Applying for a dropped kerb
A crossing across a public footpath or verge for your vehicle to gain access to your property from the highway is known as a 'dropped kerb', crossover or vehicle crossing. It must be built to specific standards and approved by your council and in some cases planning permission is also required.
Your local council, acting as the Highway Authority, is responsible for maintaining footpaths. It is illegal to build a crossing over a public footpath without a certified crossing or dropped kerb. This is to ensure that the crossing is strong enough to take the weight of the vehicle and does not create a hazard for pedestrians and other footpath and road users. Your council has the power to close or remove a vehicle crossing or dropped kerb if it has been constructed without permission.
Making an application
You can make an application to your local council who will usually carry out the work and charge you for the costs. Some authorities may allow you to use a private contractor from an approved list of companies or require the contractor to meet strict legal requirements.
The following link will let you enter details of where you live and then take you to your local authority website where you can find out more.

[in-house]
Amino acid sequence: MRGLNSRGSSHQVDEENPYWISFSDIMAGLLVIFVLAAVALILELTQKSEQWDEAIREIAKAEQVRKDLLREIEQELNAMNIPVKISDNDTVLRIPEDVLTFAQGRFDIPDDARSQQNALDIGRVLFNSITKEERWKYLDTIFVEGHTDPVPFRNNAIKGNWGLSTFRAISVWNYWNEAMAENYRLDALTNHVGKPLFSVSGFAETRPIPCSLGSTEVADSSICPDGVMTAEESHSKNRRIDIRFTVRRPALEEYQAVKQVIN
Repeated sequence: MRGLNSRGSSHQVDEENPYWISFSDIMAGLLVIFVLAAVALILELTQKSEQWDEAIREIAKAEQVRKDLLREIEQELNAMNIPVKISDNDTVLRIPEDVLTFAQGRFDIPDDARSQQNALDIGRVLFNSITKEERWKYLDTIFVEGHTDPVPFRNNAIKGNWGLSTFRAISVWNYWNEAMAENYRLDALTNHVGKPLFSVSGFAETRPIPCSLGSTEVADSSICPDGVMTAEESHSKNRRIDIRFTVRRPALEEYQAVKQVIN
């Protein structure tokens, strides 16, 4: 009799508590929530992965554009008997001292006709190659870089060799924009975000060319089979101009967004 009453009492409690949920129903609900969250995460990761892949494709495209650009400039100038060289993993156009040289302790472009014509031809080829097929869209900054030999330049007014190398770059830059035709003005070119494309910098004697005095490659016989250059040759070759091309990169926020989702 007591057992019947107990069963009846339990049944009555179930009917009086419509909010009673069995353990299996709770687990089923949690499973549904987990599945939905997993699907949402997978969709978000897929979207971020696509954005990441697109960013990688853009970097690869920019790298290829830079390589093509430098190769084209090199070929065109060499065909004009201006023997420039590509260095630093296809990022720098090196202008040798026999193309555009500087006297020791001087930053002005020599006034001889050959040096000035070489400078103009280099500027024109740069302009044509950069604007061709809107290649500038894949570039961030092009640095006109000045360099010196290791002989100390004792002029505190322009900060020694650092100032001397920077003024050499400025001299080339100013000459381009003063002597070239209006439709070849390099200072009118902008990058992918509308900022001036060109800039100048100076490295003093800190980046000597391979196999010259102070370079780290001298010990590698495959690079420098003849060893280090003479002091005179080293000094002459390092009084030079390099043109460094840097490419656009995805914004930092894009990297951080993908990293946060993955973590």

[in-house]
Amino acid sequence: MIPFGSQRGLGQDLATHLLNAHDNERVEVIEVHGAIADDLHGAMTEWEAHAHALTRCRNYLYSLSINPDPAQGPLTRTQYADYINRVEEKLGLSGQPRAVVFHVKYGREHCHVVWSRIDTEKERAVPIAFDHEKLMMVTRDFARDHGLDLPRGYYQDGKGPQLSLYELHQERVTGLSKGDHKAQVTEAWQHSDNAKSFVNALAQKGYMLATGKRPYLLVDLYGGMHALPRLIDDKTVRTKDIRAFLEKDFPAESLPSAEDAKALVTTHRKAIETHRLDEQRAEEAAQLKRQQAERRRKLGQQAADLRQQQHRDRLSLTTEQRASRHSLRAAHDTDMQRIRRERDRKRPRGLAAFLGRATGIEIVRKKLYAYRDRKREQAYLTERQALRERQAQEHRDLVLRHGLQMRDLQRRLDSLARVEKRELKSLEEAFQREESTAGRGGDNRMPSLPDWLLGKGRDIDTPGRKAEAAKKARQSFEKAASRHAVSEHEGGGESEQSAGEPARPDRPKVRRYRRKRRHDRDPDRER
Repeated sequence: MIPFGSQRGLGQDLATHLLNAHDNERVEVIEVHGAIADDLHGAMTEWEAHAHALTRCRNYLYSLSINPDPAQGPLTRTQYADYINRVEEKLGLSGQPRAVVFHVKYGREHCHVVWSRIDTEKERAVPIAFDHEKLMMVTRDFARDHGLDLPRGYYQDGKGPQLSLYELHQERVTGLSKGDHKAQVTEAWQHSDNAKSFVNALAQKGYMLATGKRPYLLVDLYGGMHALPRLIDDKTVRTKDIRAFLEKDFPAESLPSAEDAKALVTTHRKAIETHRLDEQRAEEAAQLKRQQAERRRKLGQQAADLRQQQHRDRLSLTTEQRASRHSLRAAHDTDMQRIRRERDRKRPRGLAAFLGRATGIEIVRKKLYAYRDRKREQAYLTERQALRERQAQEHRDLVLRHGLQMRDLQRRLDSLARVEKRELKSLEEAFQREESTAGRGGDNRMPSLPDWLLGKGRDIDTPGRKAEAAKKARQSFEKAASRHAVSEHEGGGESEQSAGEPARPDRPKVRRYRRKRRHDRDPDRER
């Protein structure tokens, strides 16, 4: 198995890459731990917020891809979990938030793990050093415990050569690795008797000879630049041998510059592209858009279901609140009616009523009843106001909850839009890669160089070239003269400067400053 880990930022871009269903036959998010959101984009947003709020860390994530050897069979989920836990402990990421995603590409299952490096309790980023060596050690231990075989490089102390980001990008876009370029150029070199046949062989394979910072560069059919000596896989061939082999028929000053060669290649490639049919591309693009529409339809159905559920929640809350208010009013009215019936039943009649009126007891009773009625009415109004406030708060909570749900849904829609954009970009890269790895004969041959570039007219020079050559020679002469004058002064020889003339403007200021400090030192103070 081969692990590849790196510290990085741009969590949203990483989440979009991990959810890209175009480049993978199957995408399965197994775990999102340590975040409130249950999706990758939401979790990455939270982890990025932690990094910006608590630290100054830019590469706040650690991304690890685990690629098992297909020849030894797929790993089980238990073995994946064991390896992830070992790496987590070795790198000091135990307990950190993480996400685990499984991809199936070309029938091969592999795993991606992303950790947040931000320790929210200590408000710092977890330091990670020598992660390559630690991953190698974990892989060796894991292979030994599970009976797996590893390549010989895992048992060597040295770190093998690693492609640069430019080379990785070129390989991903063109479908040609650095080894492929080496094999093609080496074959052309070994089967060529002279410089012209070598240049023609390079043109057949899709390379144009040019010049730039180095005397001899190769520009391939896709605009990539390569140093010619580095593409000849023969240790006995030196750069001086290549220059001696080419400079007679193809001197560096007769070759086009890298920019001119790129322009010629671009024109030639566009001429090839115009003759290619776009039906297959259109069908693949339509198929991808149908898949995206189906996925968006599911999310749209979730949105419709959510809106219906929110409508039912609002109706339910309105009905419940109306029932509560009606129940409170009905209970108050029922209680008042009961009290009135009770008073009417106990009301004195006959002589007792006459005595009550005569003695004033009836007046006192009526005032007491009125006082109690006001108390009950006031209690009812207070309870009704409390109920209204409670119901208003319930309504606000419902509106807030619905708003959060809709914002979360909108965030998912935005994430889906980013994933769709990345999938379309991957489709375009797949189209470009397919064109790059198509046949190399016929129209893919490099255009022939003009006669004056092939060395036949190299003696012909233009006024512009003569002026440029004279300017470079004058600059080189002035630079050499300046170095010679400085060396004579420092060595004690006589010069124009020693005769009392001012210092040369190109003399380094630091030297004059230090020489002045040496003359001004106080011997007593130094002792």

Considerations to take into account
There are a number of points to consider before you make your application:
If your property:
- has the frontage directly onto a classified road
- is a listed building
- is other than a house for a single family (for example, flat, maisonette, commercial or industrial premises)
then you will need to gain planning permission from your council before the work can take place.
- Making a planning application
Parking within your property
Your application will not be approved unless you can provide a suitable parking area within your property. There must be enough space around this area for pedestrian access. If the width of your property is more than 8m these conditions may not apply.
If these criteria are not met, approval may be given, subject to a site inspection by a Highway Inspector. The Highway Inspectors decision is final.
No part of a vehicle parked within your property may project onto or over the highway.
Types of vehicles permitted
A domestic vehicle crossing may only be used by a private light goods or similar vehicle. It may not be used by heavy goods vehicles or mechanical equipment. If a delivery, such as a skip, is made into the property, and in doing so the delivery damages the crossing, any repairs will be the responsibility of the occupier.
- What you can drive and your obligations (motoring section)
The size of the crossing
The width of a standard crossing is 2.44 metres at the back of the public footway. This increases to about 4.58 metres at the kerbline. Crossings up to twice that width or two separate crossings may be built where there is enough space to leave a continuous length of two metres of unused space at the kerbline. Crossings that cover the full frontage of the property are not allowed.
Where two properties share a driveway, and both occupiers wish to build a double width crossing to serve the two sites, one occupier should act on behalf of both parties.
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